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Florida President Declares Grayshirting the Devil's Work

Well, not exactly, but in an editorial in Sports Illustrated, Florida President J. Bernard Machen went off on the evils of grayshirting, oversigning, and medical scholarships:

In Division I college football this practice is known as "grayshirting" and, unfortunately, there are universities that sanction this activity. The universities, with full knowledge of what they are doing, extend more athletic scholarships than they have. These schools play roulette with the lives of talented young people. If they run out of scholarships, too bad. The letter-of-intent signed by the university the previous February is voided. Technically, it's legal to do this. Morally, it is reprehensible.

Associated with "grayshirting" -- and equally disgusting -- is the nefarious practice of prematurely ending student-athletes' scholarships. Some are just not renewed even though the student-athlete is doing what is asked of him.

Some students are mysteriously given a "medical exemption" which ends their athletic careers -- and makes another scholarship available for the football coach to hand out.

For the record, I think the supposed outrage here is largely one grand sanctimonious farce. Since becoming university president in 2003, about half of Florida's signing classes have included 27 or more players, so why it's taken almost a decade for Machen to see the light of the supposed evils of this practice I do not know. Generally I'd like to think that logical human beings with a degree of intelligence would be able to discern morally damning practices in a bit under eight years, but perhaps I'm being a bit too demanding here.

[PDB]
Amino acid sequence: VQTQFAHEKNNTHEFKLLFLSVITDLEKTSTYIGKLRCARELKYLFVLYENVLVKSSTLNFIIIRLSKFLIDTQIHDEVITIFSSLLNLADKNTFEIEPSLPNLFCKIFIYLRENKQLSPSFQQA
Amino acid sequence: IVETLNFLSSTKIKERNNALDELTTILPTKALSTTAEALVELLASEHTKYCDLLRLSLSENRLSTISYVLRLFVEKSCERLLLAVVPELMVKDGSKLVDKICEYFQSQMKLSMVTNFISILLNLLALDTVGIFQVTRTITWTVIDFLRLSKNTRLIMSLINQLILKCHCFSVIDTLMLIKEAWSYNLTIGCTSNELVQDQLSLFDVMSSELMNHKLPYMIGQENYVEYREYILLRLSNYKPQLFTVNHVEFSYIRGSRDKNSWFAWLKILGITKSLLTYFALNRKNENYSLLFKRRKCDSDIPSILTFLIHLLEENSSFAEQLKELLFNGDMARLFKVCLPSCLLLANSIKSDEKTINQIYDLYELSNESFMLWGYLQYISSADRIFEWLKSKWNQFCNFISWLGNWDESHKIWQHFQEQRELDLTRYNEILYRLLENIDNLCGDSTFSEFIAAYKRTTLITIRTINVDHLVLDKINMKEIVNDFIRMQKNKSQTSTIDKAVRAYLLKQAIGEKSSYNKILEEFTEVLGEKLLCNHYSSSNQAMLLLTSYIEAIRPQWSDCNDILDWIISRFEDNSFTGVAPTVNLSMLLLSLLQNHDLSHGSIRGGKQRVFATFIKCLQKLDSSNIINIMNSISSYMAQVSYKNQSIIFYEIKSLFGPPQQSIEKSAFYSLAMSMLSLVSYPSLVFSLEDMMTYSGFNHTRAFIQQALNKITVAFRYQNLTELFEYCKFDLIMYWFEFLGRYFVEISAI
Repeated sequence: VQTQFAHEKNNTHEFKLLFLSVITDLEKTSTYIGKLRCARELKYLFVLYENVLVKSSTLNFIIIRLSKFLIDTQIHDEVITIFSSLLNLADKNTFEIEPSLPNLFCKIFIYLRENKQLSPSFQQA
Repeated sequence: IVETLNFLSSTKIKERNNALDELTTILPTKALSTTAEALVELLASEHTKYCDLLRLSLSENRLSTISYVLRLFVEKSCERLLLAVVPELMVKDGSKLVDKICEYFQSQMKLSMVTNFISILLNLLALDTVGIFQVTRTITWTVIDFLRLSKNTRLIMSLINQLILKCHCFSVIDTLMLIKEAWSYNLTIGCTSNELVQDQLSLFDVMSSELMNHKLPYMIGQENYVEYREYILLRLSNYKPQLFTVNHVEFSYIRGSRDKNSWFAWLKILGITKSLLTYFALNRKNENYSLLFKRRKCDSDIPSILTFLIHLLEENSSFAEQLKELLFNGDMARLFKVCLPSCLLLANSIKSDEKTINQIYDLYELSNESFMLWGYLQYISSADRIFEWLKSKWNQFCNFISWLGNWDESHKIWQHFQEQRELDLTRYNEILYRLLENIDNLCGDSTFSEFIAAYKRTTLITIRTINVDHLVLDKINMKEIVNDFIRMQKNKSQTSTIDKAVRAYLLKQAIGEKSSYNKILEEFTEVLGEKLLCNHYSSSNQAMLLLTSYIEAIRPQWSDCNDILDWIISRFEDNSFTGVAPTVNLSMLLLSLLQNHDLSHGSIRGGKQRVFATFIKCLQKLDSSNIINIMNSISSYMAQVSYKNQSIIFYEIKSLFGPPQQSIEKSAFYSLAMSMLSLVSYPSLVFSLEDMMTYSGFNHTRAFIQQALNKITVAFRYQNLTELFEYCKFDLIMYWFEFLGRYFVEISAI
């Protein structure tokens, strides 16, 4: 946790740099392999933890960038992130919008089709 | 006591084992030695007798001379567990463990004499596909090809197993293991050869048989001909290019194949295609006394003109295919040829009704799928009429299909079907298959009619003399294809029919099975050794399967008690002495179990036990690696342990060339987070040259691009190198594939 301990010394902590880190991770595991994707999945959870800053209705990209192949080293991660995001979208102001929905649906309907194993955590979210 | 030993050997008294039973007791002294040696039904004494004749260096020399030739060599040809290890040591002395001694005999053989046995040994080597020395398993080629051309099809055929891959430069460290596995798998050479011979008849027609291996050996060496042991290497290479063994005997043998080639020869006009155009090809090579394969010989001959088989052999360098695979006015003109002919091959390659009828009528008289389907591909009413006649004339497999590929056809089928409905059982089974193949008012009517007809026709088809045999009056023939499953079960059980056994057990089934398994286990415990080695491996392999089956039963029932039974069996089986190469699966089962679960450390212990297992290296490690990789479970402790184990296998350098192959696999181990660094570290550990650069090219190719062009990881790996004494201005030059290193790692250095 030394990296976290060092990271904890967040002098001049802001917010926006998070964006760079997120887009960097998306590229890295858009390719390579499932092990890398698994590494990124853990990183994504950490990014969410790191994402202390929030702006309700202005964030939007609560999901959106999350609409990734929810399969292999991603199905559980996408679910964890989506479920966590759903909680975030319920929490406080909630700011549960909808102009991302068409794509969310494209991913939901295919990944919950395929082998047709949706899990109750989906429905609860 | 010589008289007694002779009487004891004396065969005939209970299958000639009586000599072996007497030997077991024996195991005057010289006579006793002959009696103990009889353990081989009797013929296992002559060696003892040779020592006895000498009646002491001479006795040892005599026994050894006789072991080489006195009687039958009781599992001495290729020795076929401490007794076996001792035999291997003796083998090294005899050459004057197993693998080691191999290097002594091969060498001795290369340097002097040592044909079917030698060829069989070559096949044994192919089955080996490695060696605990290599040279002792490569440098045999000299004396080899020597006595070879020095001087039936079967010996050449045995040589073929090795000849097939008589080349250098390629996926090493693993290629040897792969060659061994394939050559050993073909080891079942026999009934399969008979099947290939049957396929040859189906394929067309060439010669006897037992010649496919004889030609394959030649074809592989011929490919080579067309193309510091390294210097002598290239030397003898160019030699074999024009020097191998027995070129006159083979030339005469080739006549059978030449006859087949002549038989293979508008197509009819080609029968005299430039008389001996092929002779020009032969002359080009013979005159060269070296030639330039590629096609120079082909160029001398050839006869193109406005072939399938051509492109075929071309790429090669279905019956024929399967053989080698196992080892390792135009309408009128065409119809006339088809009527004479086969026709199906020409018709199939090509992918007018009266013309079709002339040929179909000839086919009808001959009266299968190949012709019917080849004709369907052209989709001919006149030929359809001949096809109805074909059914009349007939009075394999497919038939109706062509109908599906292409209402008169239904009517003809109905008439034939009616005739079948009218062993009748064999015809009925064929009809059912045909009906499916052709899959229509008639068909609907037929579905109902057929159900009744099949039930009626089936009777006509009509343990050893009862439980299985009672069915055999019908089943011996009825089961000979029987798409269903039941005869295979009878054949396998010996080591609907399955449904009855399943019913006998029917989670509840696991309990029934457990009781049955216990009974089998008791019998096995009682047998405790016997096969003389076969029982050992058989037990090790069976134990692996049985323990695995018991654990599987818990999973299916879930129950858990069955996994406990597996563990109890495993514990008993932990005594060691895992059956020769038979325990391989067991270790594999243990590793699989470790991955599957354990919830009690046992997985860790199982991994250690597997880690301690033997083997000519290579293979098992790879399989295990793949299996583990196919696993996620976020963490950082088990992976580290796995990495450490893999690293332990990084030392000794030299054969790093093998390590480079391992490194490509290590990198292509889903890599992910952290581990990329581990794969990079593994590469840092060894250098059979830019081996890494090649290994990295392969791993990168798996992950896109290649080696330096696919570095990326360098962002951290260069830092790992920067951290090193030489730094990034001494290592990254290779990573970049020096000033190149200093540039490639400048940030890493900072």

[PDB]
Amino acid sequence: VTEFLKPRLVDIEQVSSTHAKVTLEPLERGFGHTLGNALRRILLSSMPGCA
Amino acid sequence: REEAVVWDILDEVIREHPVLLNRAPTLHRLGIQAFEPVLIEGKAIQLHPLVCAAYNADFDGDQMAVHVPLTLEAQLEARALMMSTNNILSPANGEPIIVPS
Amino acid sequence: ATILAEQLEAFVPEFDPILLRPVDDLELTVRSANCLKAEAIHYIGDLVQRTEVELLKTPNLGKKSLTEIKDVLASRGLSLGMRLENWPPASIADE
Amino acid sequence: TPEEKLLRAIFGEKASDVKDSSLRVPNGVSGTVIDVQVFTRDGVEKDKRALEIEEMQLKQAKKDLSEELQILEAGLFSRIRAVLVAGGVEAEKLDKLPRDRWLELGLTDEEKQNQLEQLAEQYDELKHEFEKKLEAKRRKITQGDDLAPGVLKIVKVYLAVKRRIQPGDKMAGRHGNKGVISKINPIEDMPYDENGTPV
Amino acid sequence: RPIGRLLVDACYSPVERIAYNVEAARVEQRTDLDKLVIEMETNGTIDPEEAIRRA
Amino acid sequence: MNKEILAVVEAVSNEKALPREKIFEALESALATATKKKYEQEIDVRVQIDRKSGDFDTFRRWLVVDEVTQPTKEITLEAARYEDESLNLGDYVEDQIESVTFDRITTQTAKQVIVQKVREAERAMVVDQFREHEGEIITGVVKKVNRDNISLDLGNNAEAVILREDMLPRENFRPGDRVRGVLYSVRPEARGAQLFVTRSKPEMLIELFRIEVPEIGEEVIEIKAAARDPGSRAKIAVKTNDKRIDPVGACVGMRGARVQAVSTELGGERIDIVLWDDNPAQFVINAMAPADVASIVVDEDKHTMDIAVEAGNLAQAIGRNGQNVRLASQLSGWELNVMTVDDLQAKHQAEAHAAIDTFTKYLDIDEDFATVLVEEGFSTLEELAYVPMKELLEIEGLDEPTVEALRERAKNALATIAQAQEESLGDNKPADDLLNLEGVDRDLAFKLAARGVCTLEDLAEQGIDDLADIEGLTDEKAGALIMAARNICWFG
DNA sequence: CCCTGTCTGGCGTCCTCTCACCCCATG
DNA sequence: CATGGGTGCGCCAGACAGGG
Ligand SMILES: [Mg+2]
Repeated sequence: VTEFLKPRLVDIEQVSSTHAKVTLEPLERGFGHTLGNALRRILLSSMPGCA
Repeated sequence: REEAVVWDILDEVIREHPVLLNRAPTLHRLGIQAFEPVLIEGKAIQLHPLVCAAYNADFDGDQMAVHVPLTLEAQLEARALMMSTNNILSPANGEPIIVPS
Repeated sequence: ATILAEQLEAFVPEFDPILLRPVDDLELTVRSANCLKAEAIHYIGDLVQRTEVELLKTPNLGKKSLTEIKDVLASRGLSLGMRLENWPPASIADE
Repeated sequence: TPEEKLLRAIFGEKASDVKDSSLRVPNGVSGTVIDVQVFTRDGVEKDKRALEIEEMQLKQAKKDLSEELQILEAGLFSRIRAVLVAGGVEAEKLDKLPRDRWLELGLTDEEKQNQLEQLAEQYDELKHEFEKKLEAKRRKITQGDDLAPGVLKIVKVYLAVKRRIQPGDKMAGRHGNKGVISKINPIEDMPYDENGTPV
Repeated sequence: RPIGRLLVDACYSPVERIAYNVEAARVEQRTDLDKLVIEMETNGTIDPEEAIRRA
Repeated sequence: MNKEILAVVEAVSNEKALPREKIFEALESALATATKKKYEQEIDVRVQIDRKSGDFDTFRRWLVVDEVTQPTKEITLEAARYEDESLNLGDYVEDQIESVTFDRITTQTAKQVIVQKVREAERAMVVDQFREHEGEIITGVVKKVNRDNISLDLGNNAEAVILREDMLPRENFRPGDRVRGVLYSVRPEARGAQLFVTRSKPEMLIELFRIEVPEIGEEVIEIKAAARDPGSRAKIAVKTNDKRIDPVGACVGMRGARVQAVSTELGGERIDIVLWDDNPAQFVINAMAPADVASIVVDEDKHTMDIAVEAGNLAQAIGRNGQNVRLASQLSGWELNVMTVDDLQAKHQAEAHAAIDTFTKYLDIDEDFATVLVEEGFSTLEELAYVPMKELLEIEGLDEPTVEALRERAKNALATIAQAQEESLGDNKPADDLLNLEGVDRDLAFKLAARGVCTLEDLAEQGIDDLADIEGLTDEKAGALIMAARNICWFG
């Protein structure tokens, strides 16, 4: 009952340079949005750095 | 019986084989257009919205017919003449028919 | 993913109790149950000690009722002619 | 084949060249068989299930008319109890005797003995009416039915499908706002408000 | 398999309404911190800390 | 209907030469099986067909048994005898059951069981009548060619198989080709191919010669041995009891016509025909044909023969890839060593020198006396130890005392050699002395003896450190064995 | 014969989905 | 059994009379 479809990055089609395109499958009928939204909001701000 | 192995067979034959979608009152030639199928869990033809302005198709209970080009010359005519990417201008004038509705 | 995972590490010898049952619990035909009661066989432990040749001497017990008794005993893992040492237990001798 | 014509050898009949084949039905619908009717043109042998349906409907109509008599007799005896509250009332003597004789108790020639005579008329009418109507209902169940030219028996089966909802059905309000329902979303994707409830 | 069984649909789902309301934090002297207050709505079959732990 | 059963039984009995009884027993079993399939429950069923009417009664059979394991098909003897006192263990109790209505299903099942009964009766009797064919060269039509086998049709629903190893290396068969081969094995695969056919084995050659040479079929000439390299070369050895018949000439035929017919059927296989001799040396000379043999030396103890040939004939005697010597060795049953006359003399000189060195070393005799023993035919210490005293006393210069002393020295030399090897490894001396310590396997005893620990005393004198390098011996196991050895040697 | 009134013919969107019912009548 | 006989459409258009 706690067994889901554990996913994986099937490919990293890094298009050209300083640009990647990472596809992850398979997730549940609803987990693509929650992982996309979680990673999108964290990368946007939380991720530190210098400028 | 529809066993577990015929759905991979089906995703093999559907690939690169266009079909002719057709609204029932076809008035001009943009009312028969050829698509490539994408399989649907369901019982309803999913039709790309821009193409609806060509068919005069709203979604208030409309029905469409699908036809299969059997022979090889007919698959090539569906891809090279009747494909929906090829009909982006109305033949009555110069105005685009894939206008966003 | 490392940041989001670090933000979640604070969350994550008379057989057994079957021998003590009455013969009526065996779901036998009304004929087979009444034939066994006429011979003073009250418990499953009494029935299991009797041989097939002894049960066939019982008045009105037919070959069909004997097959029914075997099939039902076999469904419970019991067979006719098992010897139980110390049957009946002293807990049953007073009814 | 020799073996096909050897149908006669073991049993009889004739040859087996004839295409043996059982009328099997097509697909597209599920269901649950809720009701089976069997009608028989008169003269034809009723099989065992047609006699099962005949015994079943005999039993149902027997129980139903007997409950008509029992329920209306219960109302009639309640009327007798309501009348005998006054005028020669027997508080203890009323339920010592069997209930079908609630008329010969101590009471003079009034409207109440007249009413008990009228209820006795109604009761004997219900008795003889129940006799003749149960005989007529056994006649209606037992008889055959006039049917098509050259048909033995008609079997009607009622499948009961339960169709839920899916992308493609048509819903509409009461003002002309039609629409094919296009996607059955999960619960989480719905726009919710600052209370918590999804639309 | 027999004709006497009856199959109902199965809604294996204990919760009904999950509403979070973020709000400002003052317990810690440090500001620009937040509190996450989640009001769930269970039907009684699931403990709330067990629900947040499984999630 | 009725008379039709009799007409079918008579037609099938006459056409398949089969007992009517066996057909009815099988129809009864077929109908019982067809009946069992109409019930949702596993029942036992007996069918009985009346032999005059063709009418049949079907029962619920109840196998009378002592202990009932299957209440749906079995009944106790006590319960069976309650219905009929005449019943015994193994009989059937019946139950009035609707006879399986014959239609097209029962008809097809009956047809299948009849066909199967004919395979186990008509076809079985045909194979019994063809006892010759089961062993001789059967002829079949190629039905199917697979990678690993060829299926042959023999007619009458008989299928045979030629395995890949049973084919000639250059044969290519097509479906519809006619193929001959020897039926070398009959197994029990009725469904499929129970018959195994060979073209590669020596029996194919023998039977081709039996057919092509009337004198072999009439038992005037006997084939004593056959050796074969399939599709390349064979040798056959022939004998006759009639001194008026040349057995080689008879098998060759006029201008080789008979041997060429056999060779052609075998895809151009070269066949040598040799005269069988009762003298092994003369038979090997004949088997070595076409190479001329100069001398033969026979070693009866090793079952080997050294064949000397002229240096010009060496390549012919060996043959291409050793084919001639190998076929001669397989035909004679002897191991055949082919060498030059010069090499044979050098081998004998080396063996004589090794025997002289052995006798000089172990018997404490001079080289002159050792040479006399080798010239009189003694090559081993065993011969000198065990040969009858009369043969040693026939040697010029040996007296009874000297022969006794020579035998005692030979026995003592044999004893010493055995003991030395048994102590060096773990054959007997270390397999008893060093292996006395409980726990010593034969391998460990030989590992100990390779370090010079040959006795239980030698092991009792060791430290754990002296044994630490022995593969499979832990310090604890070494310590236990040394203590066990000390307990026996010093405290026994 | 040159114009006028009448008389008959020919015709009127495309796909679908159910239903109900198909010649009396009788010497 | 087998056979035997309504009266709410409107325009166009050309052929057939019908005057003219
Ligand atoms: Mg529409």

In any event, we've discussed these issues at length here before and frankly for the most part I have no reservations whatsoever about these practices. Oversigning allows a school to maximize its scholarships allotted under NCAA rules, greyshirting should be a valid option between two informed parties if they choose to act to that end, and while medical scholarships admittedly have the potential to become a slippery slope, there is an appeals process in place for a student-athlete who disagrees with that decision, and at some point critics have to point to legitimate medical disagreements over the injury in question showing either a meaningful dispute or an outright fraudulent medical opinion leading to the designation instead of just pointing to general rulings and screaming impropriety at the top or their lungs. We've made significant use of all three of these practices in recent years, and as a general rule I have no issue with anything that we've done and I feel no need to apologize to the self-proclaimed moral champions of the world.

Having said that, though, I think it is becoming relatively clear as to where this is heading in the coming years. It's one thing when some random Big Ten president comes out on a crusade against these practices, but when you get the same arguments being made publicly from the president of an SEC powerhouse? Suddenly that is no longer a minority opinion, but the seeds of a growing consensus. Again, I have no issue with any of this, but I expect in the coming years we're likely to see legislation significantly reducing the usage of all three practices.